- Digestive issues. Too much MCT oil causes urgent digestive distress. Don’t push your limits with this stuff. If you’ve never had MCT oil before (or it’s been a while), start with about a teaspoon at a time. Give your body a week or so to adjust, then you can begin bumping up to a tablespoon, and then two. That’s probably a good place to stop. MCT-related digestive issues are very unpleasant.
Basically, MCTs are great for targeted use. If you want some quick energy before a workout or are looking for a little edge with fat burning, MCTs can be an excellent tool. But MCTs can cause digestive distress in large amounts, so you’re better off treating MCT oil as a supplement, not a main fat in your diet.
Now let’s talk about coconut oil.
Coconut oil: Steady energy and immune system support
Coconut oil has a range of interesting fatty acids in it. It has some C8 and C10 MCTs (~10%), but the star of the show with coconut oil is C12 (lauric acid).
As we mentioned above, lauric acid is categorized as an MCT, but it doesn’t behave like one. Lauric acid, like longer-chain fats, goes through your small intestine and relies on bile for metabolism, so it won’t spike ketone levels the way other MCTs will .
That said, lauric acid imparts some other pretty cool benefits, as does coconut oil in general.
Coconut oil pros:
- Antiviral, antifungal, anti-everything-else. Lauric acid makes up about 50% of coconut oil. When lauric acid reaches your small intestine, you convert it to monolaurin, a powerful antimicrobial compound. Monolaurin kills off pathogenic bacteria, fungi, yeasts, viruses – everything from E. coli  to Candida  to herpes  to swine flu . A lot of health bloggers promote coconut oil for things like gut health because it’s so powerful at killing pathogens. We didn’t find any compelling studies on the topic, but considering monolaurin’s impressive antimicrobial resume, your immune system probably won’t be too upset if you eat coconut oil regularly.
- Skin health. Monolaurin performed on par with antibiotics (and, in fact, killed antibiotic-resistant Staph infections) when applied to skin infections . It also didn’t lead to drug resistance the way antibiotics do. Does this mean you should ignore your doctor and start treating serious ailments with coconut oil? No. Definitely don’t do that. But coconut oil could be good for skin care, both in terms of moisturizing and keeping bacteria at bay. Fair warning: coconut oil clogs pores for some people .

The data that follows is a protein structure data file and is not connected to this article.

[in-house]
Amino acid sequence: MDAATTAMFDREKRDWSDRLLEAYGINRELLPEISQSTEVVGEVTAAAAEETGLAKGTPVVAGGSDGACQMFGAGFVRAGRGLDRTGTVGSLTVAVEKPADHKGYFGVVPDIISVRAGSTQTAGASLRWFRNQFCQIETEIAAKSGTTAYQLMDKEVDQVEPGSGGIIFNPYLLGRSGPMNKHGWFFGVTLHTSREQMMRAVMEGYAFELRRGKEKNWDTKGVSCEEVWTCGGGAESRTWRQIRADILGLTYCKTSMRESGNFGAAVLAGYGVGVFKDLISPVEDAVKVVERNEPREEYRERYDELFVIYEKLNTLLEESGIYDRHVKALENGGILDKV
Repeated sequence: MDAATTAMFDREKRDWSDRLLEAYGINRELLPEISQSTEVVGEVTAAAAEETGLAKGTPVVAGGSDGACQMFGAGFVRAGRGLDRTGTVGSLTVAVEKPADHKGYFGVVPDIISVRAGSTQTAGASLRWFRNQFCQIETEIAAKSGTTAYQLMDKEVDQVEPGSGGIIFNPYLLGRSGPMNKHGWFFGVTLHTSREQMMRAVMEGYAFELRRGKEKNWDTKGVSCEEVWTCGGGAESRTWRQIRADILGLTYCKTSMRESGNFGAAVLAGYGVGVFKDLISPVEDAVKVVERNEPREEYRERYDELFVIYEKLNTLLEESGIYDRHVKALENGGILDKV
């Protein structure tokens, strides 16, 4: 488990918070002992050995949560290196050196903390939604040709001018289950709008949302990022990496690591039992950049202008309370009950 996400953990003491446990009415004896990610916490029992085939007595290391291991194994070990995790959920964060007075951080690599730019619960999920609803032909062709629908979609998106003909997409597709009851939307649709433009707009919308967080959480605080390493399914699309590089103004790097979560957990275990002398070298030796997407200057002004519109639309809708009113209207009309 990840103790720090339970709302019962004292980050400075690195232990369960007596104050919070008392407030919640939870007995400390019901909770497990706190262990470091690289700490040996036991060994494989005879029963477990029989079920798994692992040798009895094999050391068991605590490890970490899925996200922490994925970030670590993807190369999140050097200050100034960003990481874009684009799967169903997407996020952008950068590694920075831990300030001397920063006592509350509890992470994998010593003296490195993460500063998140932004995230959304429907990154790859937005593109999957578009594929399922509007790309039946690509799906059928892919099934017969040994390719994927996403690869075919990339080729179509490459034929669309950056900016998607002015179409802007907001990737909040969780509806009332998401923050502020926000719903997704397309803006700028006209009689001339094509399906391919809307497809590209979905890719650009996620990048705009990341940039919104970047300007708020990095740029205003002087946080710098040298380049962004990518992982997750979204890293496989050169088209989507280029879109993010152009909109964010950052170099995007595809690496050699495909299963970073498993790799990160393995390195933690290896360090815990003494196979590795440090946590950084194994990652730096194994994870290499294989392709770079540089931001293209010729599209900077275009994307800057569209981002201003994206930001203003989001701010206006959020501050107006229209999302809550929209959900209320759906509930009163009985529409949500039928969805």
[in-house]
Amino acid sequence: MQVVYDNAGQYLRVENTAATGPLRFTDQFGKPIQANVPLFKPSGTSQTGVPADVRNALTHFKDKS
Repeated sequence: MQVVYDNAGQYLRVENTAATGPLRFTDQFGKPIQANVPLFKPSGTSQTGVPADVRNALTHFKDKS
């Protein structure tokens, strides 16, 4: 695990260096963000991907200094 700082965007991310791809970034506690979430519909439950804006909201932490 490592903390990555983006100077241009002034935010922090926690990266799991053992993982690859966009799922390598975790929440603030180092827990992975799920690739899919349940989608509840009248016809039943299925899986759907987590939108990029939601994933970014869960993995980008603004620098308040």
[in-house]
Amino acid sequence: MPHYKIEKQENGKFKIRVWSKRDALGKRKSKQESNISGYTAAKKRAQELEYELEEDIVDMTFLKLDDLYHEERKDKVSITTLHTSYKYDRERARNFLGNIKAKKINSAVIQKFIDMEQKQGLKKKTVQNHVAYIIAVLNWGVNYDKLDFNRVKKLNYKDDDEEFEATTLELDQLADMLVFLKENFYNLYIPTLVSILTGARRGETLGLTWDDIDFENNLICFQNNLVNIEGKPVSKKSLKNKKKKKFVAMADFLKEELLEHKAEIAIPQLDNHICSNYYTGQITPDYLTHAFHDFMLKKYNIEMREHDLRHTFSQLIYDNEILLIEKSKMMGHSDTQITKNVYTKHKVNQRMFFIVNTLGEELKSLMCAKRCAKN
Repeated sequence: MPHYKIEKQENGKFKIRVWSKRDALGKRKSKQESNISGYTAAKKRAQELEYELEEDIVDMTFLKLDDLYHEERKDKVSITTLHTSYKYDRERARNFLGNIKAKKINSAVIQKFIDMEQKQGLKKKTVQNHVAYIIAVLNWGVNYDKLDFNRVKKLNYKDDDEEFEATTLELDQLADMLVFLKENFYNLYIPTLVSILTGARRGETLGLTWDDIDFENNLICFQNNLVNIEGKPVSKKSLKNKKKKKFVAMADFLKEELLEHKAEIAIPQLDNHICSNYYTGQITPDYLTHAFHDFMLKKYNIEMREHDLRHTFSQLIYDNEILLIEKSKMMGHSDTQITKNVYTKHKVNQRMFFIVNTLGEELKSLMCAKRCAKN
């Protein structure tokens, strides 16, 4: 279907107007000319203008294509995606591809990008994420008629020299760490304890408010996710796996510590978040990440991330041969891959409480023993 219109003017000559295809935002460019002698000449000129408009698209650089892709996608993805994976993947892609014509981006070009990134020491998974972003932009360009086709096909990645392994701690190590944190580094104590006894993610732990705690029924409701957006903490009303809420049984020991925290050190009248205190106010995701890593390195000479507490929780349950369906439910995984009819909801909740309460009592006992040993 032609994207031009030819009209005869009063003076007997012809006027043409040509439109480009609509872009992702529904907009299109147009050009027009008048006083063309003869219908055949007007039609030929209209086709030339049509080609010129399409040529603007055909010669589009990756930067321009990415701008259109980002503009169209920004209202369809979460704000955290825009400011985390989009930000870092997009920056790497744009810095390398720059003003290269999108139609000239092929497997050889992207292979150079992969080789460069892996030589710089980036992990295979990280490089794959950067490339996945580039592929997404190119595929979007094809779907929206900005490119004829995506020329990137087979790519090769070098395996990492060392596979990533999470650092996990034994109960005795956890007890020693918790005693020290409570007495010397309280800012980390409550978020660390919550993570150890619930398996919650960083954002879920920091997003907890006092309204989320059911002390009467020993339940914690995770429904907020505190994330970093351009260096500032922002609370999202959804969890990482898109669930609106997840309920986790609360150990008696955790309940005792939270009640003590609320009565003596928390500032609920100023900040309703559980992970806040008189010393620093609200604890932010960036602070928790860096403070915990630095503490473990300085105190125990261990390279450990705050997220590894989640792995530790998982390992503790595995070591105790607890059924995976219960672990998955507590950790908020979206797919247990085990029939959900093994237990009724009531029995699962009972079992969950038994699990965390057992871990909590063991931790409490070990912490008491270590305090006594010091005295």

- Stable energy. Coconut oil is full of of saturated fat. We’ve written about saturated fat before. Basically, we’re not convinced it’s good or bad – it’s just a solid source of energy that won’t spike your insulin or blood sugar. If you’re on a high-fat, low-carb diet, coconut oil is a great healthy fat source.
- Good for cooking. Coconut oil’s saturated fat content also means it withstands high heat without breaking down. It’s great for sauteing, pan-frying, baking, and pretty much any other higher-heat cooking method. If you don’t like the coconut taste, go for refined coconut oil.
Coconut oil cons:
- Misleading MCT advertising. A lot of coconut oil companies put on their label that coconut oil is 60% MCTs. That’s technically true, but it’s misleading. Most of that is lauric acid, so you aren’t getting the ketone-producing benefits of MCT oil. Of course, now that you know this, you can just take MCT oil for your ketone needs, so this isn’t really a con anymore. Tell your friends.
- Suppresses hunger less than pure MCTs. Coconut oil isn’t as satiating as MCT oil . If you’re looking for hunger suppression (maybe because you’re trying to lose a few pounds), go for the MCT oil, or combine the two to get the best of both worlds.
Coconut oil is an excellent source of energy with some impressive antimicrobial properties. It’s no better or worse than MCT oil; it’s just different. Both have their place in a healthy diet, and both are valuable tools in eating well.
Do you use MCT oil? Big fan of coconut oil? Let us know in the comments. Thanks for reading and have a great week!